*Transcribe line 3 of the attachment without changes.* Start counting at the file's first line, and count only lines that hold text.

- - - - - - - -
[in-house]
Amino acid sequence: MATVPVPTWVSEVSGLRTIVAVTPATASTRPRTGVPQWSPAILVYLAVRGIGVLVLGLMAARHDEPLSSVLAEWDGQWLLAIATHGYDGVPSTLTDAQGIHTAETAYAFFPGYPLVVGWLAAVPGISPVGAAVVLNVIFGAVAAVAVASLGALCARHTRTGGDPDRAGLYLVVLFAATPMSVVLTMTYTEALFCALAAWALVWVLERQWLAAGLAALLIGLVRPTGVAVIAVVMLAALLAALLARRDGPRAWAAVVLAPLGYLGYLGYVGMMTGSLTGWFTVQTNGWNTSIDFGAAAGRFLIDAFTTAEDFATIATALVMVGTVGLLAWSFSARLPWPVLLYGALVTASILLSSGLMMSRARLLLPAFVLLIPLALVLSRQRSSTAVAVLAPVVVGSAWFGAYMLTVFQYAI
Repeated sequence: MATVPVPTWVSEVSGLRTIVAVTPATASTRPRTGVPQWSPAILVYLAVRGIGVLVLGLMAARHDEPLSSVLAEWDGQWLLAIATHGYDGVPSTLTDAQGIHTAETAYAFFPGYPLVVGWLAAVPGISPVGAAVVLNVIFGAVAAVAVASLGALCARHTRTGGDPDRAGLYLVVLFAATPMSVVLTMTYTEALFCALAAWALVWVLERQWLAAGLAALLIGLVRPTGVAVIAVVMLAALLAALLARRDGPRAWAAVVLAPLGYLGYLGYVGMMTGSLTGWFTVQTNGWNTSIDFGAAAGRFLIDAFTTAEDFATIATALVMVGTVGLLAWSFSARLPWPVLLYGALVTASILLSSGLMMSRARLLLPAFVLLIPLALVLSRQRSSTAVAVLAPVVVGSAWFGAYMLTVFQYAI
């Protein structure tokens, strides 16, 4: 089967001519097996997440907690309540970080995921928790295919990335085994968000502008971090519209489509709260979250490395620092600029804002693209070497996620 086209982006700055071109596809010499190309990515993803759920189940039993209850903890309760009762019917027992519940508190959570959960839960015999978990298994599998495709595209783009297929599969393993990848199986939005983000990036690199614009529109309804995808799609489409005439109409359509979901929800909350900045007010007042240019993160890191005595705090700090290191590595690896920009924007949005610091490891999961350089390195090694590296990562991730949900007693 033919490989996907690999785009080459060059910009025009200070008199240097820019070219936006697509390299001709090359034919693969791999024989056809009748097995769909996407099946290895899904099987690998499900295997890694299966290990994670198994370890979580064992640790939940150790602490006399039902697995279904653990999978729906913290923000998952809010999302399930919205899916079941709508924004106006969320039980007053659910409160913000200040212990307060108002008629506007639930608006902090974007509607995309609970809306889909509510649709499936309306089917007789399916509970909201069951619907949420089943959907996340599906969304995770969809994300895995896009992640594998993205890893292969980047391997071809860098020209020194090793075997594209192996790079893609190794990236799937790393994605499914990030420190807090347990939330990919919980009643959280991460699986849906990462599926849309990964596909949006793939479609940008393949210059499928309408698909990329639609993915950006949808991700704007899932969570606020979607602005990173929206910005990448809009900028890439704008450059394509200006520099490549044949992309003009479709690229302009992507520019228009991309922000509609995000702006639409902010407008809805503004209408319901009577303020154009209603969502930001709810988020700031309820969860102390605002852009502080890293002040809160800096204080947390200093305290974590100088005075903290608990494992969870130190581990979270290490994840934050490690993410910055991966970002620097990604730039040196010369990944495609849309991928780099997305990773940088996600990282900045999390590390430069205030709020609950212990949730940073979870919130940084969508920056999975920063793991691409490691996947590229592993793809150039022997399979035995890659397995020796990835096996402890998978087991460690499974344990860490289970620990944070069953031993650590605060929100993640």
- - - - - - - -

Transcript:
Repeated sequence: MATVPVPTWVSEVSGLRTIVAVTPATASTRPRTGVPQWSPAILVYLAVRGIGVLVLGLMAARHDEPLSSVLAEWDGQWLLAIATHGYDGVPSTLTDAQGIHTAETAYAFFPGYPLVVGWLAAVPGISPVGAAVVLNVIFGAVAAVAVASLGALCARHTRTGGDPDRAGLYLVVLFAATPMSVVLTMTYTEALFCALAAWALVWVLERQWLAAGLAALLIGLVRPTGVAVIAVVMLAALLAALLARRDGPRAWAAVVLAPLGYLGYLGYVGMMTGSLTGWFTVQTNGWNTSIDFGAAAGRFLIDAFTTAEDFATIATALVMVGTVGLLAWSFSARLPWPVLLYGALVTASILLSSGLMMSRARLLLPAFVLLIPLALVLSRQRSSTAVAVLAPVVVGSAWFGAYMLTVFQYAI